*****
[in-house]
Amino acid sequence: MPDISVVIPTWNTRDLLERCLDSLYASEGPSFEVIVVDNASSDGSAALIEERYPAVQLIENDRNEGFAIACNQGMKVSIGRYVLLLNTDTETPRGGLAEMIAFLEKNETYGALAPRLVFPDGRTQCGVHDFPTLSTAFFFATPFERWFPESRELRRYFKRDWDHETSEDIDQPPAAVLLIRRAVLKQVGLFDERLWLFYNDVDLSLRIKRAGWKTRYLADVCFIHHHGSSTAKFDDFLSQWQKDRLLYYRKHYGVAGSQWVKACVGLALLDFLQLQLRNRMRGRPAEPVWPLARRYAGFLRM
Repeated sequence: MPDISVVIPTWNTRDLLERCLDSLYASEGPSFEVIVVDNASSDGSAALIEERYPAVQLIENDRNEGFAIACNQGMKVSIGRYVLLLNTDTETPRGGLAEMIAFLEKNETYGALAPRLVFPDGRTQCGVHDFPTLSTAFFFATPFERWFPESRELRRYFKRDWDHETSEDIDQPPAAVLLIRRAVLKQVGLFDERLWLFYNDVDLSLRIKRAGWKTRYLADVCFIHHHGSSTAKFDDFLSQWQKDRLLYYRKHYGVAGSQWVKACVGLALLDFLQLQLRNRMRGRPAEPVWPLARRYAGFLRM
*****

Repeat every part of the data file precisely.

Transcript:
[in-house]
Amino acid sequence: MPDISVVIPTWNTRDLLERCLDSLYASEGPSFEVIVVDNASSDGSAALIEERYPAVQLIENDRNEGFAIACNQGMKVSIGRYVLLLNTDTETPRGGLAEMIAFLEKNETYGALAPRLVFPDGRTQCGVHDFPTLSTAFFFATPFERWFPESRELRRYFKRDWDHETSEDIDQPPAAVLLIRRAVLKQVGLFDERLWLFYNDVDLSLRIKRAGWKTRYLADVCFIHHHGSSTAKFDDFLSQWQKDRLLYYRKHYGVAGSQWVKACVGLALLDFLQLQLRNRMRGRPAEPVWPLARRYAGFLRM
Repeated sequence: MPDISVVIPTWNTRDLLERCLDSLYASEGPSFEVIVVDNASSDGSAALIEERYPAVQLIENDRNEGFAIACNQGMKVSIGRYVLLLNTDTETPRGGLAEMIAFLEKNETYGALAPRLVFPDGRTQCGVHDFPTLSTAFFFATPFERWFPESRELRRYFKRDWDHETSEDIDQPPAAVLLIRRAVLKQVGLFDERLWLFYNDVDLSLRIKRAGWKTRYLADVCFIHHHGSSTAKFDDFLSQWQKDRLLYYRKHYGVAGSQWVKACVGLALLDFLQLQLRNRMRGRPAEPVWPLARRYAGFLRM